Umpiring has been in the news for quite some time now. Along with this, veteran umpire Aleem Dar too in the news for his umpiring blunder.
He came in the limelight during the Ashes in 2013 when he refused to give out after Stuart Broad edged the ball to first slip. The mistake somehow cost Australia the Test match, but Dar was not entirely to blame as Australia had already wasted their two reviews earlier.
However, Dar’s incorrect decision on Saturday at the MCG during the boxing day Test was inexcusable. A lethal bouncer from Mitchell Starc during the morning session of day three hit the wristband of Mitch Santner’s glove and he was caught by Travis Head at leg gully.
On-field umpire Marais Erasmus called that a not out as the deflection was not obvious during the live play. However, Australia captain Tim Paine called for a review after other players insisted on him.
Aleem Dar, who was sitting upstairs in the airconditioned third umpire’s room, had a lot of time to watch the replays and rectify the decision as well. The footage from the on-side was clearly showing the ball had struck the glove’s wristband of the batsman.
The wristband visibly stretched up the batsman’s arm after the contact where no technology was needed to decide whether the batsman was out or not. Dar took a huge amount of time analyzing the dismissal, which was not that hard to make the decision.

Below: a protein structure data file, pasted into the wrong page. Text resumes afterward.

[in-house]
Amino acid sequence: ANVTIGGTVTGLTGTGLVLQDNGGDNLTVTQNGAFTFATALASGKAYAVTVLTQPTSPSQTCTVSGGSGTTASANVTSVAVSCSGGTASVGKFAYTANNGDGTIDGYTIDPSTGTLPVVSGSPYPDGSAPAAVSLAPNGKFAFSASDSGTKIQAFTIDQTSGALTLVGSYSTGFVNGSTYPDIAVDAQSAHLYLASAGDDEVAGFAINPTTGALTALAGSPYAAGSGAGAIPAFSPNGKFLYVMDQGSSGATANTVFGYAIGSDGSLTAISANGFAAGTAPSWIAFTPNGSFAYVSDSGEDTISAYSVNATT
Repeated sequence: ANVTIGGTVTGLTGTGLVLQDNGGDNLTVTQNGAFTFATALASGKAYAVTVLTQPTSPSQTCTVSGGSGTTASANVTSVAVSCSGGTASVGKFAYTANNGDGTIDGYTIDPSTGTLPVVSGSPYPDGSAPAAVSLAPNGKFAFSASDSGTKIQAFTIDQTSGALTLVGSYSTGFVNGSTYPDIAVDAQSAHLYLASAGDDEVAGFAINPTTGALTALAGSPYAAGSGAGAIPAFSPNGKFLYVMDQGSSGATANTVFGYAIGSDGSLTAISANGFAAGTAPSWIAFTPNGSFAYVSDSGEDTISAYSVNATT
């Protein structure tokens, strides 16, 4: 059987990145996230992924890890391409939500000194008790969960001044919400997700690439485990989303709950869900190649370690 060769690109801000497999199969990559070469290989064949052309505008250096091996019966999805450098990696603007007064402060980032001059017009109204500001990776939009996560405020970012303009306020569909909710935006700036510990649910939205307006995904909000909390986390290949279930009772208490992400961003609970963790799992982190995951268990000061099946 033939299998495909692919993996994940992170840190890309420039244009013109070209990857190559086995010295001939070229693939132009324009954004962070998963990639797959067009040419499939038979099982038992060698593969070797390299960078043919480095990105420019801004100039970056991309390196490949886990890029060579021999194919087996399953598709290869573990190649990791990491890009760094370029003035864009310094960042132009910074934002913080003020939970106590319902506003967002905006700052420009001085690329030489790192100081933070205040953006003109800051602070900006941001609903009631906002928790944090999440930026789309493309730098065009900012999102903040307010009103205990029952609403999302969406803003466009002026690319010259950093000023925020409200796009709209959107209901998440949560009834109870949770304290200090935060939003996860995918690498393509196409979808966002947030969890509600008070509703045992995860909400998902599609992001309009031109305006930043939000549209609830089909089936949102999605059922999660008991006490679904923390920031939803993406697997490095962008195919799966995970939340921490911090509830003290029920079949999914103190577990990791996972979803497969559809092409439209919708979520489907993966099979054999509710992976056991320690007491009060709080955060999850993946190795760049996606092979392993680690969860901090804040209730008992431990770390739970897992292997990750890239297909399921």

However, whether it was confusion, an over-dependence on technology or something else, his reluctance to overturn Erasmus’ decision raised a question on his credibility as a world-class umpire.
Ricky Ponting becomes angry
Former Australia captain Ricky Ponting was angry with the decision, suggesting it was 100 percent out and said he shouldn’t be umpiring at all if he fails to do the job as the third umpire.
“That has been missed by the third umpire, absolutely as plain as day … if you can’t get that right, then you shouldn’t be doing it”, Ponting said on Channel 7. “(The sweatband) clearly moves before it goes into the forearm guard. That, in my opinion, is conclusive evidence.”
“(Out), 100 percent. We could all see that clearly. The sweatband was definitely moving on the glove. That has been missed by the third umpire. Absolutely as plain as day …. If he (Dar) can’t get that right then he shouldn’t be doing it. Looking at the right things there, that’s a very, very obvious decision to make … That, in my opinion, is conclusive evidence to overturn the on-field decision,”